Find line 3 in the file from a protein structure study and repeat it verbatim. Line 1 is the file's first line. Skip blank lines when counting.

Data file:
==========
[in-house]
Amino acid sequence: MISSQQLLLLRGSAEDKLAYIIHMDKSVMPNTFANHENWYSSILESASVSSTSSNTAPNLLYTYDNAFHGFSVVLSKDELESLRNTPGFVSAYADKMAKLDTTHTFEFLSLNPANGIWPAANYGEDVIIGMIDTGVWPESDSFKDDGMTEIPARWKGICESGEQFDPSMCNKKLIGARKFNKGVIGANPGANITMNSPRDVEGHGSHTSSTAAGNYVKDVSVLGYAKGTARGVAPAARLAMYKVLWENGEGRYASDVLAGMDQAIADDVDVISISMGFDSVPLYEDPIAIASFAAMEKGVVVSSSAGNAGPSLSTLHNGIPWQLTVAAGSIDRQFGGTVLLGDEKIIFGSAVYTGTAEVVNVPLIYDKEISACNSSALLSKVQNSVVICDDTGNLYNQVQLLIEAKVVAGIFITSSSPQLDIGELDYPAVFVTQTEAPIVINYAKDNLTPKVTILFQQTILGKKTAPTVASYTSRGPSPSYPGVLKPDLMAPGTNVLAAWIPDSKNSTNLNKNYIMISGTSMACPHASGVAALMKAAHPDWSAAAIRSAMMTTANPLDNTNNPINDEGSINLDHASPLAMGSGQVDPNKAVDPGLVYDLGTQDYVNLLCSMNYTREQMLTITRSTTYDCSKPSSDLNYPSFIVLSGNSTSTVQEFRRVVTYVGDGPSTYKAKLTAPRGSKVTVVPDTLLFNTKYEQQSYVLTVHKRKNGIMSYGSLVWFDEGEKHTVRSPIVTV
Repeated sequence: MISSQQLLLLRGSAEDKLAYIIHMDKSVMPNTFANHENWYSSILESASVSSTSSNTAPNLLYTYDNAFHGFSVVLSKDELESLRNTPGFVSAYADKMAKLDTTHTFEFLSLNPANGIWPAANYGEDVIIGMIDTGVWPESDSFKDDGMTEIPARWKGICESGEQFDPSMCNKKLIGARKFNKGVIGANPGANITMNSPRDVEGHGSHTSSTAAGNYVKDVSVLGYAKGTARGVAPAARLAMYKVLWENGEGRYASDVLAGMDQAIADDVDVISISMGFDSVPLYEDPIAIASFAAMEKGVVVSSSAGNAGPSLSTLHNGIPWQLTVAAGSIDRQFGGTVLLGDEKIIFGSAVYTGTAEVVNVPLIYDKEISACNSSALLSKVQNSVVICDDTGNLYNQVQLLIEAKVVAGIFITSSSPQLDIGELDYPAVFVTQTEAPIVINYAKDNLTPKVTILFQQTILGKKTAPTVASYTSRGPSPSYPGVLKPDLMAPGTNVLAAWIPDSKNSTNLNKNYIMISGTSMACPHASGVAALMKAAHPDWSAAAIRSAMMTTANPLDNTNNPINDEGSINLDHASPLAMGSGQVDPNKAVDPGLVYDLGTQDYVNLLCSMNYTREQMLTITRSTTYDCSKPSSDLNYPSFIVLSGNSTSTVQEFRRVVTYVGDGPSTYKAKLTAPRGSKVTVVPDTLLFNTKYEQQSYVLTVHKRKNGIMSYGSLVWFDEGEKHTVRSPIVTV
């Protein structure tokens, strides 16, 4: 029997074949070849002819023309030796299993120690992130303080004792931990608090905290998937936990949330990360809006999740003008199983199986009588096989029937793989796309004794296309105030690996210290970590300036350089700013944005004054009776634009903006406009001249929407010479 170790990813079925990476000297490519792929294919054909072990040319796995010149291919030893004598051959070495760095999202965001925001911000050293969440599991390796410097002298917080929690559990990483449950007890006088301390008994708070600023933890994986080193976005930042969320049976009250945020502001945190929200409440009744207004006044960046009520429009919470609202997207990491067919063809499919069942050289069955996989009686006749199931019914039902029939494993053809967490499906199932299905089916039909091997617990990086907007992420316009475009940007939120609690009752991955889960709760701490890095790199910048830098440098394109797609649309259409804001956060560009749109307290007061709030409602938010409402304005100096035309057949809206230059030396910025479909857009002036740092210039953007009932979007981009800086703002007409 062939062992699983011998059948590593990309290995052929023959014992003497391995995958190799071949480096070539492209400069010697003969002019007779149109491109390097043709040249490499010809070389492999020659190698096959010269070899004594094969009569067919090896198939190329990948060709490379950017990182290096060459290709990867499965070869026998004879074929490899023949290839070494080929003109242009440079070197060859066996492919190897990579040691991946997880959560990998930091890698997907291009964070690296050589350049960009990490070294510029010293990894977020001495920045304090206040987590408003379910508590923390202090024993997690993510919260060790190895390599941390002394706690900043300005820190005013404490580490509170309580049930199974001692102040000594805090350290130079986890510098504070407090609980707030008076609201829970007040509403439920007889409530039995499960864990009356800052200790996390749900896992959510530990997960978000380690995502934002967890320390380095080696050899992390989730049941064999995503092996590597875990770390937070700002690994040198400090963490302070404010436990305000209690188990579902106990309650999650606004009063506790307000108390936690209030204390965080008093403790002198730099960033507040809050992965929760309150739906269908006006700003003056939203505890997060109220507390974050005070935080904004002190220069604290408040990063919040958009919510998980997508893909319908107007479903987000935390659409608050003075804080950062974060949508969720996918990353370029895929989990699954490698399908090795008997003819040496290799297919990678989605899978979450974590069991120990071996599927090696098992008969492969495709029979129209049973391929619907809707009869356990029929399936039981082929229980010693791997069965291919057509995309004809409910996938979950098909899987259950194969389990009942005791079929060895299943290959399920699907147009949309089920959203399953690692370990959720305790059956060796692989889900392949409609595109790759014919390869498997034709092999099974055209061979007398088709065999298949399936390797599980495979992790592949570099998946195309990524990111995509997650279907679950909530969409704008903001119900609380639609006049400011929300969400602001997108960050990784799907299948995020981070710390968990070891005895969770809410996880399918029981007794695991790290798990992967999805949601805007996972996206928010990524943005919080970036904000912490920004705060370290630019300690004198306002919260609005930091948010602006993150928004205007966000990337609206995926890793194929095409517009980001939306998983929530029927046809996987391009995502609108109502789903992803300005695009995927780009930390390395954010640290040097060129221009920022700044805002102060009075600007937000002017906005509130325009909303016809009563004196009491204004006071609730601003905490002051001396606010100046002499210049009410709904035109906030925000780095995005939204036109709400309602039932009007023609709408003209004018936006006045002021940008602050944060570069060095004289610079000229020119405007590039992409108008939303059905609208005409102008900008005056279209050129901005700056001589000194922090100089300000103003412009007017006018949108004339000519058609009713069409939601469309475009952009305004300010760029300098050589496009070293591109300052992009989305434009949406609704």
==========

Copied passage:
Repeated sequence: MISSQQLLLLRGSAEDKLAYIIHMDKSVMPNTFANHENWYSSILESASVSSTSSNTAPNLLYTYDNAFHGFSVVLSKDELESLRNTPGFVSAYADKMAKLDTTHTFEFLSLNPANGIWPAANYGEDVIIGMIDTGVWPESDSFKDDGMTEIPARWKGICESGEQFDPSMCNKKLIGARKFNKGVIGANPGANITMNSPRDVEGHGSHTSSTAAGNYVKDVSVLGYAKGTARGVAPAARLAMYKVLWENGEGRYASDVLAGMDQAIADDVDVISISMGFDSVPLYEDPIAIASFAAMEKGVVVSSSAGNAGPSLSTLHNGIPWQLTVAAGSIDRQFGGTVLLGDEKIIFGSAVYTGTAEVVNVPLIYDKEISACNSSALLSKVQNSVVICDDTGNLYNQVQLLIEAKVVAGIFITSSSPQLDIGELDYPAVFVTQTEAPIVINYAKDNLTPKVTILFQQTILGKKTAPTVASYTSRGPSPSYPGVLKPDLMAPGTNVLAAWIPDSKNSTNLNKNYIMISGTSMACPHASGVAALMKAAHPDWSAAAIRSAMMTTANPLDNTNNPINDEGSINLDHASPLAMGSGQVDPNKAVDPGLVYDLGTQDYVNLLCSMNYTREQMLTITRSTTYDCSKPSSDLNYPSFIVLSGNSTSTVQEFRRVVTYVGDGPSTYKAKLTAPRGSKVTVVPDTLLFNTKYEQQSYVLTVHKRKNGIMSYGSLVWFDEGEKHTVRSPIVTV